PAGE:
Refuge from the pain of abuse

Adam Harbinson

Adam Harbinson

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The young lady who was seeking counselling was clearly distraught; fidgeting and shifting about on her seat, close to tears, fingernails that were once beautifully manicured now chewed and ragged.

She has a little baby of 14 weeks and motherhood is slowly dragging her back to a place where she has some sort of purpose in life, some reason to go on. She’s only 21 and claims to have beaten a drugs and alcohol addiction.

Julia had been bright and enthusiastic at school; that is until she reached the age of about 14 when everything went wrong. For the next four years she was the plaything of a serial rapist. Because of the physical pain she bears silently and feelings of shame and worthlessness she sank into a period of drugs dependency in an effort to drown out the memories and the fear that he might return with insatiable and selfish demands.

Eventually she told the only person she knew she could trust; her mother, and while the abuse ended the anguish had only just begun. And it might never end, she might be haunted for the rest of her life, some day he will be out of jail, and wherever she goes she’s constantly looking over her shoulder.

Julia displays classic symptoms of one who has been sexually abused; she doesn’t want to eat, afraid to sleep because of the flashbacks. She’s ashamed, frightened of being alone and frightened of being in a crowd and so isolates herself rarely going outdoors.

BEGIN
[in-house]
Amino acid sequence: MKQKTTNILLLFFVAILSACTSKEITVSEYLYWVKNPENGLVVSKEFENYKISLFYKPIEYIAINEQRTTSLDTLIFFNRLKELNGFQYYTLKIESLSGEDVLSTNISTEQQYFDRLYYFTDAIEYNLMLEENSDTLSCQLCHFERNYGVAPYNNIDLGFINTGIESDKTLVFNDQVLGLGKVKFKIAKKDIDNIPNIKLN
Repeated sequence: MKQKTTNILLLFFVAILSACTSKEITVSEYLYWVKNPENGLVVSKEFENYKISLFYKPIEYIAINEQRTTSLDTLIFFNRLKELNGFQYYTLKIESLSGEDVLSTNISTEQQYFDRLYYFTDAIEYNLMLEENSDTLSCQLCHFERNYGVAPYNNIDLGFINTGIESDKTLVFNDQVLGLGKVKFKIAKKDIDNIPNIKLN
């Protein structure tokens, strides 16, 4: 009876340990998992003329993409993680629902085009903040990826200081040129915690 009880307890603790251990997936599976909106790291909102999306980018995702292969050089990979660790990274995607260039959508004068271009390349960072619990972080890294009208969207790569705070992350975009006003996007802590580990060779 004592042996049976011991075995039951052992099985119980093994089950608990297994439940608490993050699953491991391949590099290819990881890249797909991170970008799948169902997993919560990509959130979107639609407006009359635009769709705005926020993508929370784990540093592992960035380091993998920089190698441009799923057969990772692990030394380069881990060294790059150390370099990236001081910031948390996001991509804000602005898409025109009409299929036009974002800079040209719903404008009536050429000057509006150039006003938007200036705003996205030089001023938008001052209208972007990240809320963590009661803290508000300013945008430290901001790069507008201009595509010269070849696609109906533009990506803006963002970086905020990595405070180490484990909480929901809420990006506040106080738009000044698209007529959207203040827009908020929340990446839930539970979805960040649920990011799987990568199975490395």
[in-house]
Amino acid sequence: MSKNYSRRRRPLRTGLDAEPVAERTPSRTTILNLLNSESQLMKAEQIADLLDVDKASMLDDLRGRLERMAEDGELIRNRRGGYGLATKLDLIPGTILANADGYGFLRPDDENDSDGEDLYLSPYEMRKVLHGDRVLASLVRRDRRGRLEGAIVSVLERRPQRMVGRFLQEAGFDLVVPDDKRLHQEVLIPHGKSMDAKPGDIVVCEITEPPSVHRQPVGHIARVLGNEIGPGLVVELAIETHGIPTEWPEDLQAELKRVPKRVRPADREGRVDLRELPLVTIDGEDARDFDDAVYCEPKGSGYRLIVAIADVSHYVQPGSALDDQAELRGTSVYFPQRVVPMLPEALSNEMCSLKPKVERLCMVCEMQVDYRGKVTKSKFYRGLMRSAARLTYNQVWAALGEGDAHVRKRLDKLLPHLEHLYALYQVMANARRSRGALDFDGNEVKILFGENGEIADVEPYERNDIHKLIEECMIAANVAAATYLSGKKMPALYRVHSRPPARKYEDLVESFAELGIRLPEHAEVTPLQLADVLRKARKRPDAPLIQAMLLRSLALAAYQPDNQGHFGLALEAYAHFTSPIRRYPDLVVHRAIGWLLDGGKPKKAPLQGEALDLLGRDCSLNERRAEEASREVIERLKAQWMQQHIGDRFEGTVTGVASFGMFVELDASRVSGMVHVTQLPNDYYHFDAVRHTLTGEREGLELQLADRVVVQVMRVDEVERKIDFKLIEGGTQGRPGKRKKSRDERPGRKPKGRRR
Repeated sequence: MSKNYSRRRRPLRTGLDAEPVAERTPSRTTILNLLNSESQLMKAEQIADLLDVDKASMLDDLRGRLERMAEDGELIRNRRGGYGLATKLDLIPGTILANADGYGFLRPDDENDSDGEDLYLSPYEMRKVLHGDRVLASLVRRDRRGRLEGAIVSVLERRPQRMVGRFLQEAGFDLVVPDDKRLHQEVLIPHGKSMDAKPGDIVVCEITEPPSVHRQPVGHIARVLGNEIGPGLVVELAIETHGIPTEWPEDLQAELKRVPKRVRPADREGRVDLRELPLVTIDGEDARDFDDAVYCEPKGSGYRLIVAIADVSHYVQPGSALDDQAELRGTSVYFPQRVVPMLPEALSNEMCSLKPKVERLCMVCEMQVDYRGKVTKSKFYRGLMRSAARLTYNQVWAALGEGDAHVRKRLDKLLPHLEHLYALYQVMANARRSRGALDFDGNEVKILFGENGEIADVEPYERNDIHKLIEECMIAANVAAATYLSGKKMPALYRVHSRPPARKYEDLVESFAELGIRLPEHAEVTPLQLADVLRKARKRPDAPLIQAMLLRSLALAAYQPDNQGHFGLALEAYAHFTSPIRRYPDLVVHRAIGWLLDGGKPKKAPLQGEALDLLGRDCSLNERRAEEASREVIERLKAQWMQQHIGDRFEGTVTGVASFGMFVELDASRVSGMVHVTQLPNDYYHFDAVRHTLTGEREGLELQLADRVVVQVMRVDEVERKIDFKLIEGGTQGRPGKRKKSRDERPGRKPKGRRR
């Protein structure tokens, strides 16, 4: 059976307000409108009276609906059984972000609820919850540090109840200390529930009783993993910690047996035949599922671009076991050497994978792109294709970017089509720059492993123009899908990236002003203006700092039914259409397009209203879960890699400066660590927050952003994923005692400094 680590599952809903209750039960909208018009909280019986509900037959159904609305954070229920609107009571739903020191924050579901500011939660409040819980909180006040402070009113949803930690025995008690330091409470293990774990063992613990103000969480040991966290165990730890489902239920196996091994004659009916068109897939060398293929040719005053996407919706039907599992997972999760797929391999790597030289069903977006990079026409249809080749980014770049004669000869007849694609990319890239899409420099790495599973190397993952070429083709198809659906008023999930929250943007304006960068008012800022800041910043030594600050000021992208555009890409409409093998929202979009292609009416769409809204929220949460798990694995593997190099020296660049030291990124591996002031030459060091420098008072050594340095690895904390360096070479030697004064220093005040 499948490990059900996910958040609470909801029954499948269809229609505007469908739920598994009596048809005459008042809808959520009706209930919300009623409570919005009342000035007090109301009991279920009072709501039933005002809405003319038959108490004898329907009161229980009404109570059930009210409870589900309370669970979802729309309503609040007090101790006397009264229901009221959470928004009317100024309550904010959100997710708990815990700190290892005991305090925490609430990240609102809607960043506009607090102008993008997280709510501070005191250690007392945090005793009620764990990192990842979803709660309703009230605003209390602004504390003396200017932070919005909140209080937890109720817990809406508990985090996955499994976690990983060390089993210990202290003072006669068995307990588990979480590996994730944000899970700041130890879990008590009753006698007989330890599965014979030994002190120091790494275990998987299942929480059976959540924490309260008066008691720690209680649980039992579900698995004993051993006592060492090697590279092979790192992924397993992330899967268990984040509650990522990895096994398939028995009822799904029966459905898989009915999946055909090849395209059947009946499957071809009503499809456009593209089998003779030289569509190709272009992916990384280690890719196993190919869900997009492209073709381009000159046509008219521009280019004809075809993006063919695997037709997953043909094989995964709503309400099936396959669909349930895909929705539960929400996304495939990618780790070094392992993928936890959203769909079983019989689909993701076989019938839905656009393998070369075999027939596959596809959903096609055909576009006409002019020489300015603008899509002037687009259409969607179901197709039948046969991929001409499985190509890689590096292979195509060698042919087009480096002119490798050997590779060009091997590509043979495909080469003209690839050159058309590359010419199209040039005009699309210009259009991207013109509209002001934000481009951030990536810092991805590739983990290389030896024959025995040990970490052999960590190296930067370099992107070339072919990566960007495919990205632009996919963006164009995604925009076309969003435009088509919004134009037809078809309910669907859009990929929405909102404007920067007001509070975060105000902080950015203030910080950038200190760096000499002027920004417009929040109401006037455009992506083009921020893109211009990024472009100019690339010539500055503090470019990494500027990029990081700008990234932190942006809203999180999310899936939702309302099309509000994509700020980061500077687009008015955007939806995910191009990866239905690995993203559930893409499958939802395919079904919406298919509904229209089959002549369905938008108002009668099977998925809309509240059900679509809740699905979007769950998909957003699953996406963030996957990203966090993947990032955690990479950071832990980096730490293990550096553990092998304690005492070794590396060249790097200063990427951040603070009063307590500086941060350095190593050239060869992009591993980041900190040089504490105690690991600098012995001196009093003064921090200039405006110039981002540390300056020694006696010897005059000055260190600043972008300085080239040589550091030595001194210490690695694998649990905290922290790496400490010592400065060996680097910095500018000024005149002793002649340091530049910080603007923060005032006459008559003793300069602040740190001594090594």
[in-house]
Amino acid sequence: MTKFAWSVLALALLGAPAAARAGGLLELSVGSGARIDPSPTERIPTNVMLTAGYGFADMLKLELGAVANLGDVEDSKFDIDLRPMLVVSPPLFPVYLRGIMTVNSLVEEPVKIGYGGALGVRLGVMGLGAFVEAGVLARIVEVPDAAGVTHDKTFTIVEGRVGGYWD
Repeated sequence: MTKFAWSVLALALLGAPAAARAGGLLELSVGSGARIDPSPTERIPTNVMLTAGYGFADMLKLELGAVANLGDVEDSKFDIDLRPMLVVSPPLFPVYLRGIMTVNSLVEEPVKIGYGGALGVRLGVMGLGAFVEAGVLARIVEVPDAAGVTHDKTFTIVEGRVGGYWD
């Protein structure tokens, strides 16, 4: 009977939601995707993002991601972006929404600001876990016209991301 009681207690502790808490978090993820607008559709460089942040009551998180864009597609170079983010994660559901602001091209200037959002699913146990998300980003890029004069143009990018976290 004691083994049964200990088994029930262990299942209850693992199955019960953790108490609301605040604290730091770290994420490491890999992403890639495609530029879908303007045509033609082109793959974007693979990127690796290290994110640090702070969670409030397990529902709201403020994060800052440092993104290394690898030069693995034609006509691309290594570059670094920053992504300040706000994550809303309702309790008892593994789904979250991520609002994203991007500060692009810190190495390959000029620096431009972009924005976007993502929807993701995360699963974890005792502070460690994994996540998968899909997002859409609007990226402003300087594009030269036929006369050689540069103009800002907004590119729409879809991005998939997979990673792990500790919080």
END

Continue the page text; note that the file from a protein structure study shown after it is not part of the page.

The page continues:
I sometimes wonder if sexual predators are aware of the deep and traumatic effects of their behaviour. I never cease to be amazed when I see grown men, who were abused as children, break down and cry, horrible haunting darkness still pervading their lives half a century after the events. But bad as the problem is, it is not restricted to sexual abuse, it has much to do with someone exploiting the trust of another or manipulating someone for selfish gain.

Much has been written about spiritual abuse, which few can understand unless they have had experience of it. In my book Savage Shepherds, I told of the effects spiritual abuse had on my family and me, deep troubling anxiety and insecurity because my abuser had positioned himself as God’s spokesman in my life so that when he rejected me and was disappointed with me I thought God was rejecting me and was disappointed with me, and I can tell you it took years before I could distinguish between God and the ‘man of God’.

Perhaps the most significant lesson that experience taught me was that God has no grandchildren,a principle that is written on every page of Scripture and reflected in every interaction I have with my Father.

Because of my professional connection with the 21-year old rape victim I could not tell her what I’m about to say. But if she and those who have known the pain of abuse of any kind could hear me, this is what I would tell them about my Father; ‘He redeems your life from the pit, he crowns you with love and compassion. He satisfies your desires with good things. He renews your youth like the eagle’s. He works righteousness and justice for all those who are oppressed.’